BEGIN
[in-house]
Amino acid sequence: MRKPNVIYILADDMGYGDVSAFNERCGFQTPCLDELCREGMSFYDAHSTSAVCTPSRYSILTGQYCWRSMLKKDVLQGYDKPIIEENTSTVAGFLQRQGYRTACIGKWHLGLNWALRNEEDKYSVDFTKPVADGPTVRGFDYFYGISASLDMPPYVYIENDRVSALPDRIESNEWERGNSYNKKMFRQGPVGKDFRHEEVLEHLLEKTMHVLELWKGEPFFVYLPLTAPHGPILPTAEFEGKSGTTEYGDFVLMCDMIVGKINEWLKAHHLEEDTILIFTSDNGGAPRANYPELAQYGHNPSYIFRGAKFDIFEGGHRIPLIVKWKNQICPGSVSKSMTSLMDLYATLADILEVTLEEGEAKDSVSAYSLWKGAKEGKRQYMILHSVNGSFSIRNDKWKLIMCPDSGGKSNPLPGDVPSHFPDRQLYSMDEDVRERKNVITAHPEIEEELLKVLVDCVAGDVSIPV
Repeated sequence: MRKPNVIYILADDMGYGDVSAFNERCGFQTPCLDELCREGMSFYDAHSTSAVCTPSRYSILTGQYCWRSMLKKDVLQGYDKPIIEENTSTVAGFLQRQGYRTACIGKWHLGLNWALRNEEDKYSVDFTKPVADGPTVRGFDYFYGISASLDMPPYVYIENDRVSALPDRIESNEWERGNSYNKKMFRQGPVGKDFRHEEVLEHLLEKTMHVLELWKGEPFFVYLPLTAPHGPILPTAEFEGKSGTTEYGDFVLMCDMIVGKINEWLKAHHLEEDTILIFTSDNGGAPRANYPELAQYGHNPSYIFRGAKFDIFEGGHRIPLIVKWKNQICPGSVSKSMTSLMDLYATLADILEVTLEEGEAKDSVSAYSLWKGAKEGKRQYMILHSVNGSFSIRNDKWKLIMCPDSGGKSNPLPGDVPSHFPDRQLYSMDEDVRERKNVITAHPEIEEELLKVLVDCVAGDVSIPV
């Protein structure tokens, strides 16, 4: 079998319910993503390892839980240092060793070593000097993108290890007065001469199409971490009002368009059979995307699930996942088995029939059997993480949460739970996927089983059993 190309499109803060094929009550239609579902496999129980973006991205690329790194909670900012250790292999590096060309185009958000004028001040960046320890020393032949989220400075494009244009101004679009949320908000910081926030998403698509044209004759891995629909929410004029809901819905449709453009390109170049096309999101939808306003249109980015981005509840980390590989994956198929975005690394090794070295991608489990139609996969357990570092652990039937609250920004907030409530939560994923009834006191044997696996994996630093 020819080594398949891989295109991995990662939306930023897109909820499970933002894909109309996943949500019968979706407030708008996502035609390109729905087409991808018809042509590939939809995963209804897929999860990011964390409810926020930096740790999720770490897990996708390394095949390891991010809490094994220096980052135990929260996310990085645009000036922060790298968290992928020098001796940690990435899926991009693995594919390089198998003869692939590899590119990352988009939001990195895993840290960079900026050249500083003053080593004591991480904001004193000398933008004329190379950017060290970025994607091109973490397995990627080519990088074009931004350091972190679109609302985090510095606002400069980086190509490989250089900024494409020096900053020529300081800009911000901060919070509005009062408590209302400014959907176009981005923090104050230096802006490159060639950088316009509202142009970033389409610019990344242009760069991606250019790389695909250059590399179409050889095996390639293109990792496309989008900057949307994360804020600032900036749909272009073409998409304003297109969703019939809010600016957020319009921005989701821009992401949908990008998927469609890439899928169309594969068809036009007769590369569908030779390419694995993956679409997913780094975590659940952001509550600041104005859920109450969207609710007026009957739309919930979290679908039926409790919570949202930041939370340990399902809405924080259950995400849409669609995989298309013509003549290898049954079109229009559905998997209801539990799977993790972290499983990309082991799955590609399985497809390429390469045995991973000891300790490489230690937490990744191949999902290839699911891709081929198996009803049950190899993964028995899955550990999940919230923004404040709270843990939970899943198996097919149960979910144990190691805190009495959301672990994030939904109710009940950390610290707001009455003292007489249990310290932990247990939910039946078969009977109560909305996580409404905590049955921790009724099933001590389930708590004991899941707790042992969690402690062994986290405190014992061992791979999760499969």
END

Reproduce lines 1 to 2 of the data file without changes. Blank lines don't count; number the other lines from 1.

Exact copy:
[in-house]
Amino acid sequence: MRKPNVIYILADDMGYGDVSAFNERCGFQTPCLDELCREGMSFYDAHSTSAVCTPSRYSILTGQYCWRSMLKKDVLQGYDKPIIEENTSTVAGFLQRQGYRTACIGKWHLGLNWALRNEEDKYSVDFTKPVADGPTVRGFDYFYGISASLDMPPYVYIENDRVSALPDRIESNEWERGNSYNKKMFRQGPVGKDFRHEEVLEHLLEKTMHVLELWKGEPFFVYLPLTAPHGPILPTAEFEGKSGTTEYGDFVLMCDMIVGKINEWLKAHHLEEDTILIFTSDNGGAPRANYPELAQYGHNPSYIFRGAKFDIFEGGHRIPLIVKWKNQICPGSVSKSMTSLMDLYATLADILEVTLEEGEAKDSVSAYSLWKGAKEGKRQYMILHSVNGSFSIRNDKWKLIMCPDSGGKSNPLPGDVPSHFPDRQLYSMDEDVRERKNVITAHPEIEEELLKVLVDCVAGDVSIPV